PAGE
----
China to send more than 500 troops to Mali to contain Islamist militants
Biggest contribution to UN forces will help to quell militants and strengthen ties with Africa
China has offered to send more than 500 soldiers to the UN force seeking to contain Islamist militants in Mali in what would be its biggest contribution to UN peacekeeping, diplomats said in New York.
The move could be a bid to overcome tensions with the West over the Syria conflict and to strengthen China's relations in Africa, where it is a major buyer of oil and other resources, diplomats and experts said.
France, which intervened in the West African nation in January, hopes to hand over to UN peacekeepers in July. More than 6,500 African troops are in the country, but the UN is looking for at least 3,000 more.
The final number of Chinese troops who will take part has not yet been decided, diplomats said.
"China has offered between 500 and 600 soldiers," one senior diplomat said. "We don't have details yet on what kind of troops they would be providing."
Another UN diplomat confirmed the numbers, saying: "It is a significant move by China."
Both diplomats spoke on condition of anonymity as talks are continuing. At least 155 of the Chinese troops are expected to be engineers, a UN official said.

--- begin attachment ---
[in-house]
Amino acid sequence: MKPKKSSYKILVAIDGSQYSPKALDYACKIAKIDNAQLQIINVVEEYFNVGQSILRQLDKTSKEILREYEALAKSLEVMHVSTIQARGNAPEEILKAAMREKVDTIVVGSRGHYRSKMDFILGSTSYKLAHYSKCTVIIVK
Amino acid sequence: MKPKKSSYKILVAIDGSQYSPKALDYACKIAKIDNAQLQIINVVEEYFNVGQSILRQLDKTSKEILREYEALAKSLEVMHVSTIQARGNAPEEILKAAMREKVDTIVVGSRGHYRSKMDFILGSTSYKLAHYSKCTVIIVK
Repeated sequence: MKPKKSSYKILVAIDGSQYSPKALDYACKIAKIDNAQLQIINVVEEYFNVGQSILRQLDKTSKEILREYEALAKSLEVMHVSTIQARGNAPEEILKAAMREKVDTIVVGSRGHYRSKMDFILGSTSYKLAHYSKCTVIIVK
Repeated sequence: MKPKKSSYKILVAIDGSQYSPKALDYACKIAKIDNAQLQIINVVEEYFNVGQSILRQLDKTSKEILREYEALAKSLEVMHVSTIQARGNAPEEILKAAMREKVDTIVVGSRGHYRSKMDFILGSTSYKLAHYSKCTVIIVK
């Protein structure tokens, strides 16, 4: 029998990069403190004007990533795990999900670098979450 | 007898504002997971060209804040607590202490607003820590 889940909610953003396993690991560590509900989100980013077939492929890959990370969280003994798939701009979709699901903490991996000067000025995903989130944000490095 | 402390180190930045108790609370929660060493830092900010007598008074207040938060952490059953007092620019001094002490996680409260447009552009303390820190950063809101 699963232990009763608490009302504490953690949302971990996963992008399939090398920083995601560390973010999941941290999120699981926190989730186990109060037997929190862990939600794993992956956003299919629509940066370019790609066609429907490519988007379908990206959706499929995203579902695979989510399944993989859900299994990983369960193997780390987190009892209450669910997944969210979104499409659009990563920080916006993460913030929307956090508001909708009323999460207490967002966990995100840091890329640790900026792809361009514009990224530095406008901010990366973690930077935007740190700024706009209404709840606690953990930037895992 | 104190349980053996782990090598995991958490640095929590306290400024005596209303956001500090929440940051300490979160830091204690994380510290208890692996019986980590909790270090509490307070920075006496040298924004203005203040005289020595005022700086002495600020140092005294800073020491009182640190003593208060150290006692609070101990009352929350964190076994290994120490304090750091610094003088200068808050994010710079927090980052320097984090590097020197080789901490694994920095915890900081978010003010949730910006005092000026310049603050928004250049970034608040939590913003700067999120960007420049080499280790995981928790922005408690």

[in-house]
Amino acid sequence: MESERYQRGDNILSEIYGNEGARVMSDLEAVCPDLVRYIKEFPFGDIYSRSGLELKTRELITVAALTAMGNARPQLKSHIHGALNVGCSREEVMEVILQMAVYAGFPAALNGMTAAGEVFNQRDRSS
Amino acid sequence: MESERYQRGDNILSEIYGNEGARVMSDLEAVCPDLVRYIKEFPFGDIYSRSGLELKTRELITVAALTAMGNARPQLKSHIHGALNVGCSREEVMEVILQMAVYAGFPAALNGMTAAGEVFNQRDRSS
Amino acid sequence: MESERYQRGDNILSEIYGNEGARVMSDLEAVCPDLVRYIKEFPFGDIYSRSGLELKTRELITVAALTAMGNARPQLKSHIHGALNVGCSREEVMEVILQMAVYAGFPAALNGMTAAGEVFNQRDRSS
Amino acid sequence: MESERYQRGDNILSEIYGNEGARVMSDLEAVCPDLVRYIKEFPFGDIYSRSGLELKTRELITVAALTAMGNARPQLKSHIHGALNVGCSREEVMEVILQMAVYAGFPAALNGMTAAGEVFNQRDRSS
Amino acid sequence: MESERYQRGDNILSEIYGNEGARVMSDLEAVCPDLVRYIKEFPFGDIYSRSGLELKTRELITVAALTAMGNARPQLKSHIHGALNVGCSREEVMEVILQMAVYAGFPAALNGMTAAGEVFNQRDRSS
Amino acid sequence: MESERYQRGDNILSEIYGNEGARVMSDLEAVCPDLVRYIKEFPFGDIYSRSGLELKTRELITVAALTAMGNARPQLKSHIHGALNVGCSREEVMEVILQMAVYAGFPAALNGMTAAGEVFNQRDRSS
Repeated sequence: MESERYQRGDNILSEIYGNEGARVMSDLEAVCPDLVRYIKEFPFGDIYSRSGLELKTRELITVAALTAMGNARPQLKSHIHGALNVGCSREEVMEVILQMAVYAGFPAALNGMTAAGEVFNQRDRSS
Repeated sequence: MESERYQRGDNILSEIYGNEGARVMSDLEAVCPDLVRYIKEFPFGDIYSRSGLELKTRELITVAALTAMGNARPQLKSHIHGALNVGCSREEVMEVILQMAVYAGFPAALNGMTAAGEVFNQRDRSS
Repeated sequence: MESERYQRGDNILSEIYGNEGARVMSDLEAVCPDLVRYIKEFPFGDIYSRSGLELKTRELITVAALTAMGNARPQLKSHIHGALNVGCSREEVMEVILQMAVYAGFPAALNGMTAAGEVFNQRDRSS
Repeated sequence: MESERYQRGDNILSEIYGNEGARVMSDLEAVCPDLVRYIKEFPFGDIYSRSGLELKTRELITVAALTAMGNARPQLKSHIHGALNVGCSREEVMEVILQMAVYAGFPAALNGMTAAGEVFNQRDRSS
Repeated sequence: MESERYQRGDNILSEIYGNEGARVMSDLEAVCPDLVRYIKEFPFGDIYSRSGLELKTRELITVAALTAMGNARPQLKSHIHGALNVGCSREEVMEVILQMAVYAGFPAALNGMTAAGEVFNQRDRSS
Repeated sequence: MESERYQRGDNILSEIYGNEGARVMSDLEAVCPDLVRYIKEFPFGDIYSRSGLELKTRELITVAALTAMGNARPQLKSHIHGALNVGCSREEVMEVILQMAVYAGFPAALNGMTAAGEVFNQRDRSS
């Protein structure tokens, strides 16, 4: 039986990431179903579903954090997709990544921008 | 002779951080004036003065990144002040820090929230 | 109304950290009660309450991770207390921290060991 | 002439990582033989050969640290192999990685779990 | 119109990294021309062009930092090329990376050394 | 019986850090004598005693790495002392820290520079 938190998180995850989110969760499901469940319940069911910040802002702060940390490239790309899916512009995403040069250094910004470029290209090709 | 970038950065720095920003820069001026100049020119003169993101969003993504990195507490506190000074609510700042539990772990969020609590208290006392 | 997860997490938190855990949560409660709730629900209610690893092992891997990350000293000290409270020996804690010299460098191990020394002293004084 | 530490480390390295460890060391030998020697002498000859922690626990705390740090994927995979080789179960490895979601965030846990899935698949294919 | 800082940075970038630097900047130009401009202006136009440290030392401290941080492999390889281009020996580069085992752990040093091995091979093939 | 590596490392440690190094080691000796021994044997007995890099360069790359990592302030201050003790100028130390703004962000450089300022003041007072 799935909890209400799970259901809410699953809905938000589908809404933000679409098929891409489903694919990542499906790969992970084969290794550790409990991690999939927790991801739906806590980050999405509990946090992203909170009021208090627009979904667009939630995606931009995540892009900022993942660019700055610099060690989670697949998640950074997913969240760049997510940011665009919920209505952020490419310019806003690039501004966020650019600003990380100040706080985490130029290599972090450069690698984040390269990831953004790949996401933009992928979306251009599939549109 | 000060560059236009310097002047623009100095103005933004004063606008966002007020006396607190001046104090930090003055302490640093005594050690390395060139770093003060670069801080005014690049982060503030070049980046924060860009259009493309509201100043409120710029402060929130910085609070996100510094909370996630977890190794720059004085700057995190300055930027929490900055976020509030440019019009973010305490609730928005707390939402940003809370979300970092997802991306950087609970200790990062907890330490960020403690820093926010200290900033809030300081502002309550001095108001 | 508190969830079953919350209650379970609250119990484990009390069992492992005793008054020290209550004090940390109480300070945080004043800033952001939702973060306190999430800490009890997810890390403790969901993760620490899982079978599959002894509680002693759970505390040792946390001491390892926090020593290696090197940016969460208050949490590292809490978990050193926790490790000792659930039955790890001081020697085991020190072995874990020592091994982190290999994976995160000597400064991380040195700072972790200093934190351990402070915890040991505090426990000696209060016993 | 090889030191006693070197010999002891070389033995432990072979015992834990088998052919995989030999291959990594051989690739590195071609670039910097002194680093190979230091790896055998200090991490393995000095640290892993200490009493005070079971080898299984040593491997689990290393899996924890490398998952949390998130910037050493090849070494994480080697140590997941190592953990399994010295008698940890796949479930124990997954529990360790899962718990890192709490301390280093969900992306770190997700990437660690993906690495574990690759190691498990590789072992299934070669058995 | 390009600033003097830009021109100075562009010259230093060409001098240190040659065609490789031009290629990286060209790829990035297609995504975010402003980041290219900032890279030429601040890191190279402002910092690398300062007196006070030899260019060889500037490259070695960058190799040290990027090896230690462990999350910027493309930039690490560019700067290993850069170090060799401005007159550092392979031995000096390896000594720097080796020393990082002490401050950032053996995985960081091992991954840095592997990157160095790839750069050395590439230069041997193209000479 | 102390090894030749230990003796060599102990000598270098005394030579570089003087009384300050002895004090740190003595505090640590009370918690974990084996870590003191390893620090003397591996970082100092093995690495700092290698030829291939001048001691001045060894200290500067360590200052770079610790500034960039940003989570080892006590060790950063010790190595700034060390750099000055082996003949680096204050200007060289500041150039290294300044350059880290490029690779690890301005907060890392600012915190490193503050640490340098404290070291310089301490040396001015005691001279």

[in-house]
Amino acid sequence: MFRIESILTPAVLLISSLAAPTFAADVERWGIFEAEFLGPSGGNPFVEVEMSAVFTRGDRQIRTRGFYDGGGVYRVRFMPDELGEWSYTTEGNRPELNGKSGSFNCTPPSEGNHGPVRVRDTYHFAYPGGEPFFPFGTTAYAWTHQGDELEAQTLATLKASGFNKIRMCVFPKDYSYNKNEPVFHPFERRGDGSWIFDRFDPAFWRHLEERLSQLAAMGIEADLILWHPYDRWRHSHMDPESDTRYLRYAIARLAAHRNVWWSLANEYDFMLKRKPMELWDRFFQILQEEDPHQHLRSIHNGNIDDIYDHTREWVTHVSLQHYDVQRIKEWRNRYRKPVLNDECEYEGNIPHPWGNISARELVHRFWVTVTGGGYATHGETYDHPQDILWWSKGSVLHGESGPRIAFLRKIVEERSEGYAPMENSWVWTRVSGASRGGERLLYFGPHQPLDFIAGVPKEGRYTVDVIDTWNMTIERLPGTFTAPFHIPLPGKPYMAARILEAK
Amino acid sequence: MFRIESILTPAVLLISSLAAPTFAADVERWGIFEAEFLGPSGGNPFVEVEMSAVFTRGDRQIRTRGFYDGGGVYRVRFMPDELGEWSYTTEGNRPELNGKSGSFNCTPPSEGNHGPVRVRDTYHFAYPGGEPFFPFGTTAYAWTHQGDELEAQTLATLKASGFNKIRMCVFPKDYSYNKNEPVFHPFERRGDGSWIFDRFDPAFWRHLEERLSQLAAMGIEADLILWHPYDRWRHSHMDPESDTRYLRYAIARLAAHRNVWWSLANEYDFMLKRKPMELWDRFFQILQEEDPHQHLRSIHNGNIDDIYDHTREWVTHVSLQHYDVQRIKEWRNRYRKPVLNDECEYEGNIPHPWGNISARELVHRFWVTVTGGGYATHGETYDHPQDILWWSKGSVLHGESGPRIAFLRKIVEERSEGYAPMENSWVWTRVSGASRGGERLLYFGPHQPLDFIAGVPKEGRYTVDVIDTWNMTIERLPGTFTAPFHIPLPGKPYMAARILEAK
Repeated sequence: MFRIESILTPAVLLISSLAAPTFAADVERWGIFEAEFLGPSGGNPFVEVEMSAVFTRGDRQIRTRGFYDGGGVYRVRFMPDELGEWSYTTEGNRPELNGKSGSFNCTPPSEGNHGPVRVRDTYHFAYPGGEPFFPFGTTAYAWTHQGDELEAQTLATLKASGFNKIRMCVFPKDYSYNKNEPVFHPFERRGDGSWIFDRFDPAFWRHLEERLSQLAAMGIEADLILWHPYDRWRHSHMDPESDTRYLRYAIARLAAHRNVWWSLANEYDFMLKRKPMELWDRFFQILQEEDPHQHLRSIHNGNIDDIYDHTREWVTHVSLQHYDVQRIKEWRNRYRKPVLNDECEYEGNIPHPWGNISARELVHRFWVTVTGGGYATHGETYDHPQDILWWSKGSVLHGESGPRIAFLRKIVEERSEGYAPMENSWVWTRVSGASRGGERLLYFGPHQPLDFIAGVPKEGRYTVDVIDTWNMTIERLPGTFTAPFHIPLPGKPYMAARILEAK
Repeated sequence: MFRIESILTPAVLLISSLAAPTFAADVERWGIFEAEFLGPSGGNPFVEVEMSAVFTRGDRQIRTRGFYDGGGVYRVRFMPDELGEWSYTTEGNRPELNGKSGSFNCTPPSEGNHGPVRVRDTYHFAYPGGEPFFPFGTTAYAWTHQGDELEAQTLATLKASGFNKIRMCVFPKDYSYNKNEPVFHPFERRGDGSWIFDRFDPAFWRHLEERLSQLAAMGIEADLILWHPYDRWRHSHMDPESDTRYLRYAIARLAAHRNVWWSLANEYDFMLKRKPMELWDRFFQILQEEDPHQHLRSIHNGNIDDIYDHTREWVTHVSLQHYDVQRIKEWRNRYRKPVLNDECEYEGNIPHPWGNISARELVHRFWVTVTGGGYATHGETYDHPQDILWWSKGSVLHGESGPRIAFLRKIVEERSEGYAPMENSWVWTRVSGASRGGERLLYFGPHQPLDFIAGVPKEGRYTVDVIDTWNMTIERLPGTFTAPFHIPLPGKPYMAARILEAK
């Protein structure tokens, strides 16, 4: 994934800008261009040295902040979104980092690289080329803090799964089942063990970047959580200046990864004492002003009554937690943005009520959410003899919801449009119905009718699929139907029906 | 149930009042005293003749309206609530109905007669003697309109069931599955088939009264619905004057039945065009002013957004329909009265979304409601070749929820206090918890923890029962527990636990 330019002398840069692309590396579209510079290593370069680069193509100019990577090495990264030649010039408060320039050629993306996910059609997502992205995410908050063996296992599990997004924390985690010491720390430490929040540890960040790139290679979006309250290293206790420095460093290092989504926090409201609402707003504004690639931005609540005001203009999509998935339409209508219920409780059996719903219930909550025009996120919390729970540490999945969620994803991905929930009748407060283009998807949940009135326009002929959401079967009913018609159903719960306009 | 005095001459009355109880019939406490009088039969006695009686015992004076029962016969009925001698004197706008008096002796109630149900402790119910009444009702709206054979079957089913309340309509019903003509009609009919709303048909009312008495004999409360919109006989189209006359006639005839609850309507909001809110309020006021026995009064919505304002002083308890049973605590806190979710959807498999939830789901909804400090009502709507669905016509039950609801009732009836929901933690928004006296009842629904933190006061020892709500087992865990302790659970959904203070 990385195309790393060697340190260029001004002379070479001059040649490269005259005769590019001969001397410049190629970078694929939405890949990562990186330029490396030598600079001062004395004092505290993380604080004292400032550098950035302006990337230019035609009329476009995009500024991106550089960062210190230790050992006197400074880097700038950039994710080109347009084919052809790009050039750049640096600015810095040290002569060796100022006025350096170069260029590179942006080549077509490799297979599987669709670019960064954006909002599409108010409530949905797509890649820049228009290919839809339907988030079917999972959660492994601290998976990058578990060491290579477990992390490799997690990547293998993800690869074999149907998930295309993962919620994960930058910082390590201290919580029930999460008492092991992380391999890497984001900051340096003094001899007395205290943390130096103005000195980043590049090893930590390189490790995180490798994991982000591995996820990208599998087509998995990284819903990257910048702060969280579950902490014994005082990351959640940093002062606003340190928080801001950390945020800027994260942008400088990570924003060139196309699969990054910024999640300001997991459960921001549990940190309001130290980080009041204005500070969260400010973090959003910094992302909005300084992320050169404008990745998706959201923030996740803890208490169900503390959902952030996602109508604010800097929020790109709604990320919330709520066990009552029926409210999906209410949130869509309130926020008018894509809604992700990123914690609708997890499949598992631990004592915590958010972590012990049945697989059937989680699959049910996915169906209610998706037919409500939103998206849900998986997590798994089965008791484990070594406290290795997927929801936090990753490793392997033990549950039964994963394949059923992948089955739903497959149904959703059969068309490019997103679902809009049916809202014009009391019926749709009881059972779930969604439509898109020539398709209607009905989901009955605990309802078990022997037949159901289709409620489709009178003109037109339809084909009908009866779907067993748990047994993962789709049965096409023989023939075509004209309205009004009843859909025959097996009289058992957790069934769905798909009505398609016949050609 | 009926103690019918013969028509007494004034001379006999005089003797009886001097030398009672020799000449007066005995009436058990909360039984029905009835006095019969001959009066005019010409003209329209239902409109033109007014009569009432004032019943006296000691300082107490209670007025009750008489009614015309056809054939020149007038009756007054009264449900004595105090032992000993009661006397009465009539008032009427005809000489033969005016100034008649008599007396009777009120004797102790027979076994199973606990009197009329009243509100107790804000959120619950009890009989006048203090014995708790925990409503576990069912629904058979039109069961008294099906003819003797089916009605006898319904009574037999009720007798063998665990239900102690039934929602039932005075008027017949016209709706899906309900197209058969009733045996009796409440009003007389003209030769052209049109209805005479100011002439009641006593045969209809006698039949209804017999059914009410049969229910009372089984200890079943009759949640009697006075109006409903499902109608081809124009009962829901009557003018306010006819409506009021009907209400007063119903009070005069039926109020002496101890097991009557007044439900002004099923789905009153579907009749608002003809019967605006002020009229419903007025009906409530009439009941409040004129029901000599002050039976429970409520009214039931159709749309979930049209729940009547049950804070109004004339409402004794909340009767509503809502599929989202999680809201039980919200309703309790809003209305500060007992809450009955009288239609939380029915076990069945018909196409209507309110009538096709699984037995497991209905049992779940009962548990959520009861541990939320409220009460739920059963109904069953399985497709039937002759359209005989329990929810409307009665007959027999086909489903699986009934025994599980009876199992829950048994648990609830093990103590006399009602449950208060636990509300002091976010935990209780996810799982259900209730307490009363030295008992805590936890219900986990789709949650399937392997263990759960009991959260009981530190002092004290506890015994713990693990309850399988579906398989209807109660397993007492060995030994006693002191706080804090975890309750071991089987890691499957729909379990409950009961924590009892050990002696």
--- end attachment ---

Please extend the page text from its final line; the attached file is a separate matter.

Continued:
Confirming Beijing was considering proposals by the UN and African nations to increase its role in African peacekeeping, a Chinese diplomat said yesterday a decision had not yet been made on whether China would send combat troops to the continent.
"China is seriously considering a United Nations' proposal early this year to modernise its peacekeeping operations in Africa," the diplomat said, citing UN plans to deploy a fleet of its own surveillance drones in missions in Central and West Africa.
Analysts said China had a stake in African security issues because Beijing needed to protect its investments in Africa and the growing Chinese community on the continent.
"It is necessary for Beijing to increase its peacekeeping role in Africa as it conforms with China's expanding interests and stake in the continent," said Professor Xiao Xian , an international relations specialist at Yunnan University.
China's ambassador to the UN, Li Baodong , has signalled support for the battle against extremists in Africa.
"The fight against terrorism in Africa should in no way have to be fought by African countries alone," Li told a UN Security Council debate this month on conflict in Africa.
"We will continue to do what we can to provide support and assistance to African countries to jointly address the threat that terrorism has brought."